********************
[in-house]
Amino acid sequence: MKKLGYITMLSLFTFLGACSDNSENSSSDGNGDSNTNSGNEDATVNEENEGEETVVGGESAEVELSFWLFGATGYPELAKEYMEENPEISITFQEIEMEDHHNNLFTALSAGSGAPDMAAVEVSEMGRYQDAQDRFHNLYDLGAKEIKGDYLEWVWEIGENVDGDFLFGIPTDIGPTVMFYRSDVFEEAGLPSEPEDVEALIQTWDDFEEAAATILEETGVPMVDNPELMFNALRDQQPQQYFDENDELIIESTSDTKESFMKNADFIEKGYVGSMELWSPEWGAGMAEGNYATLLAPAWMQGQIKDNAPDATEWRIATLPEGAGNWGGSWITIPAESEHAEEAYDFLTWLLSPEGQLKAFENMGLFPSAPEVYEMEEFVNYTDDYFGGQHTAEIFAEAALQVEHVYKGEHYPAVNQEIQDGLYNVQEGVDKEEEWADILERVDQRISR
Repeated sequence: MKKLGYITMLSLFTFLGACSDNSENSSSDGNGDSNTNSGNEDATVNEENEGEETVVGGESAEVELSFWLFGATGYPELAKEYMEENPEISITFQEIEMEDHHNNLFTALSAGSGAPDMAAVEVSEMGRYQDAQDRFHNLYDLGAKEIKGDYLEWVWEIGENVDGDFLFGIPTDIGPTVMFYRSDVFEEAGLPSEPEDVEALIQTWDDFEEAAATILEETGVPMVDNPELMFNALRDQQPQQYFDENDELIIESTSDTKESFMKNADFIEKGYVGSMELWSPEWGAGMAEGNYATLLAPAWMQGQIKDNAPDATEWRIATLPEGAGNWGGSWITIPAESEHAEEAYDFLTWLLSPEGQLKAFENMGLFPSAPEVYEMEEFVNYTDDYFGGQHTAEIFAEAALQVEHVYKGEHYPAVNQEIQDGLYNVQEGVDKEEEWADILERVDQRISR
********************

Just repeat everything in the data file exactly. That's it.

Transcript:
[in-house]
Amino acid sequence: MKKLGYITMLSLFTFLGACSDNSENSSSDGNGDSNTNSGNEDATVNEENEGEETVVGGESAEVELSFWLFGATGYPELAKEYMEENPEISITFQEIEMEDHHNNLFTALSAGSGAPDMAAVEVSEMGRYQDAQDRFHNLYDLGAKEIKGDYLEWVWEIGENVDGDFLFGIPTDIGPTVMFYRSDVFEEAGLPSEPEDVEALIQTWDDFEEAAATILEETGVPMVDNPELMFNALRDQQPQQYFDENDELIIESTSDTKESFMKNADFIEKGYVGSMELWSPEWGAGMAEGNYATLLAPAWMQGQIKDNAPDATEWRIATLPEGAGNWGGSWITIPAESEHAEEAYDFLTWLLSPEGQLKAFENMGLFPSAPEVYEMEEFVNYTDDYFGGQHTAEIFAEAALQVEHVYKGEHYPAVNQEIQDGLYNVQEGVDKEEEWADILERVDQRISR
Repeated sequence: MKKLGYITMLSLFTFLGACSDNSENSSSDGNGDSNTNSGNEDATVNEENEGEETVVGGESAEVELSFWLFGATGYPELAKEYMEENPEISITFQEIEMEDHHNNLFTALSAGSGAPDMAAVEVSEMGRYQDAQDRFHNLYDLGAKEIKGDYLEWVWEIGENVDGDFLFGIPTDIGPTVMFYRSDVFEEAGLPSEPEDVEALIQTWDDFEEAAATILEETGVPMVDNPELMFNALRDQQPQQYFDENDELIIESTSDTKESFMKNADFIEKGYVGSMELWSPEWGAGMAEGNYATLLAPAWMQGQIKDNAPDATEWRIATLPEGAGNWGGSWITIPAESEHAEEAYDFLTWLLSPEGQLKAFENMGLFPSAPEVYEMEEFVNYTDDYFGGQHTAEIFAEAALQVEHVYKGEHYPAVNQEIQDGLYNVQEGVDKEEEWADILERVDQRISR